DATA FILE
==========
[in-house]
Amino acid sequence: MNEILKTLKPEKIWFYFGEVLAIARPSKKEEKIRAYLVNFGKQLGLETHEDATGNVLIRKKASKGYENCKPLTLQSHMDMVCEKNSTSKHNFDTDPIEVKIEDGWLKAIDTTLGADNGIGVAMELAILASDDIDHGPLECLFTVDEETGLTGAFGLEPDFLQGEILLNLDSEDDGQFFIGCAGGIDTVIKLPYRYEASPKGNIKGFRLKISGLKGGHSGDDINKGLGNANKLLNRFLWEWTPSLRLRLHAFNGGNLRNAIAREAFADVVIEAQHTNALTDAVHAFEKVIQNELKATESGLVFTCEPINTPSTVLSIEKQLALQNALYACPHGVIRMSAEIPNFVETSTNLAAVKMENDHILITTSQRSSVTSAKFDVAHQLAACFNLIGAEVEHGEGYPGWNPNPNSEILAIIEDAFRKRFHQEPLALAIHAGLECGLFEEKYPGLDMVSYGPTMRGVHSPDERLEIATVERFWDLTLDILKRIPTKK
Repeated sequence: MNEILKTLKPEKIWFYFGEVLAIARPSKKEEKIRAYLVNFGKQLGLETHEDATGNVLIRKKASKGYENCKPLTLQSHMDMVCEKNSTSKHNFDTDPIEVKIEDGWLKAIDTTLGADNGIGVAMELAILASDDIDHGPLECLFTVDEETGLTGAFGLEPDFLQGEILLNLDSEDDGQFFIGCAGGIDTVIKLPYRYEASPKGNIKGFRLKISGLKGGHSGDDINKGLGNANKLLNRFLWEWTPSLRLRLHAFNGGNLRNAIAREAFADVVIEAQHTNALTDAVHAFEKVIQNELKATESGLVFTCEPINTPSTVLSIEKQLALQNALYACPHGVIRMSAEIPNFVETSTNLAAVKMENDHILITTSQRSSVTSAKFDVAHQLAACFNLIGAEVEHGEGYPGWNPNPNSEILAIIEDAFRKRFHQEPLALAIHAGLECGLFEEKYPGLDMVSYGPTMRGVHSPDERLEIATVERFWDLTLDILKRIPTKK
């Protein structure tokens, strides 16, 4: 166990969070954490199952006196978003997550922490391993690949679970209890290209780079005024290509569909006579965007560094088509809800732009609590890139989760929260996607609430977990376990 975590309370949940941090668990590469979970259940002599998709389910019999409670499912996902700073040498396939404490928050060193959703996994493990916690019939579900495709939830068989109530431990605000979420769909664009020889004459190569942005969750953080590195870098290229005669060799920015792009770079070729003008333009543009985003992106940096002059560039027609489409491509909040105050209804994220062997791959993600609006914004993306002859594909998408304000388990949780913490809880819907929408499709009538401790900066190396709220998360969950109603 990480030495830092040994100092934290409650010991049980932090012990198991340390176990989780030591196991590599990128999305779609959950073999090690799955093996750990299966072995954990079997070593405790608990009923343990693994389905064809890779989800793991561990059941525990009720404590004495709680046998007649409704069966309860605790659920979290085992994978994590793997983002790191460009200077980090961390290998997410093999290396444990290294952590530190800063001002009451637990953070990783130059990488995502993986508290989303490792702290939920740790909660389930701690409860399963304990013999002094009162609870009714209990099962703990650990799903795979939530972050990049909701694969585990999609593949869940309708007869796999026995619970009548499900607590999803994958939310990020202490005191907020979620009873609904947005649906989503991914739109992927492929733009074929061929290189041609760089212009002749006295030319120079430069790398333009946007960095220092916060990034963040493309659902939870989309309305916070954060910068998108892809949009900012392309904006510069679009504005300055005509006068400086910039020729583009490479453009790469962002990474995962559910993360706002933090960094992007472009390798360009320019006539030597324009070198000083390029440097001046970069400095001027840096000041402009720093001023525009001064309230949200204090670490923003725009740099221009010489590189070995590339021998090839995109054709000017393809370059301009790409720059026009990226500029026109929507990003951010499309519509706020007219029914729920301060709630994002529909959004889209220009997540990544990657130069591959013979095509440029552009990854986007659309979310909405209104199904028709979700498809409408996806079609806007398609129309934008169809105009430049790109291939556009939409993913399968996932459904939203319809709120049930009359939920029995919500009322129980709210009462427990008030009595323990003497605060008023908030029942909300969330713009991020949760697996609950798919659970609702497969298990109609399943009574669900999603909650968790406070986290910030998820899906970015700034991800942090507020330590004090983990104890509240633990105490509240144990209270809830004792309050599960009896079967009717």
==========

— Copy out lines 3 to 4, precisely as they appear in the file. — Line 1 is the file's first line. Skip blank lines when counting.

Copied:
Repeated sequence: MNEILKTLKPEKIWFYFGEVLAIARPSKKEEKIRAYLVNFGKQLGLETHEDATGNVLIRKKASKGYENCKPLTLQSHMDMVCEKNSTSKHNFDTDPIEVKIEDGWLKAIDTTLGADNGIGVAMELAILASDDIDHGPLECLFTVDEETGLTGAFGLEPDFLQGEILLNLDSEDDGQFFIGCAGGIDTVIKLPYRYEASPKGNIKGFRLKISGLKGGHSGDDINKGLGNANKLLNRFLWEWTPSLRLRLHAFNGGNLRNAIAREAFADVVIEAQHTNALTDAVHAFEKVIQNELKATESGLVFTCEPINTPSTVLSIEKQLALQNALYACPHGVIRMSAEIPNFVETSTNLAAVKMENDHILITTSQRSSVTSAKFDVAHQLAACFNLIGAEVEHGEGYPGWNPNPNSEILAIIEDAFRKRFHQEPLALAIHAGLECGLFEEKYPGLDMVSYGPTMRGVHSPDERLEIATVERFWDLTLDILKRIPTKK
């Protein structure tokens, strides 16, 4: 166990969070954490199952006196978003997550922490391993690949679970209890290209780079005024290509569909006579965007560094088509809800732009609590890139989760929260996607609430977990376990 975590309370949940941090668990590469979970259940002599998709389910019999409670499912996902700073040498396939404490928050060193959703996994493990916690019939579900495709939830068989109530431990605000979420769909664009020889004459190569942005969750953080590195870098290229005669060799920015792009770079070729003008333009543009985003992106940096002059560039027609489409491509909040105050209804994220062997791959993600609006914004993306002859594909998408304000388990949780913490809880819907929408499709009538401790900066190396709220998360969950109603 990480030495830092040994100092934290409650010991049980932090012990198991340390176990989780030591196991590599990128999305779609959950073999090690799955093996750990299966072995954990079997070593405790608990009923343990693994389905064809890779989800793991561990059941525990009720404590004495709680046998007649409704069966309860605790659920979290085992994978994590793997983002790191460009200077980090961390290998997410093999290396444990290294952590530190800063001002009451637990953070990783130059990488995502993986508290989303490792702290939920740790909660389930701690409860399963304990013999002094009162609870009714209990099962703990650990799903795979939530972050990049909701694969585990999609593949869940309708007869796999026995619970009548499900607590999803994958939310990020202490005191907020979620009873609904947005649906989503991914739109992927492929733009074929061929290189041609760089212009002749006295030319120079430069790398333009946007960095220092916060990034963040493309659902939870989309309305916070954060910068998108892809949009900012392309904006510069679009504005300055005509006068400086910039020729583009490479453009790469962002990474995962559910993360706002933090960094992007472009390798360009320019006539030597324009070198000083390029440097001046970069400095001027840096000041402009720093001023525009001064309230949200204090670490923003725009740099221009010489590189070995590339021998090839995109054709000017393809370059301009790409720059026009990226500029026109929507990003951010499309519509706020007219029914729920301060709630994002529909959004889209220009997540990544990657130069591959013979095509440029552009990854986007659309979310909405209104199904028709979700498809409408996806079609806007398609129309934008169809105009430049790109291939556009939409993913399968996932459904939203319809709120049930009359939920029995919500009322129980709210009462427990008030009595323990003497605060008023908030029942909300969330713009991020949760697996609950798919659970609702497969298990109609399943009574669900999603909650968790406070986290910030998820899906970015700034991800942090507020330590004090983990104890509240633990105490509240144990209270809830004792309050599960009896079967009717």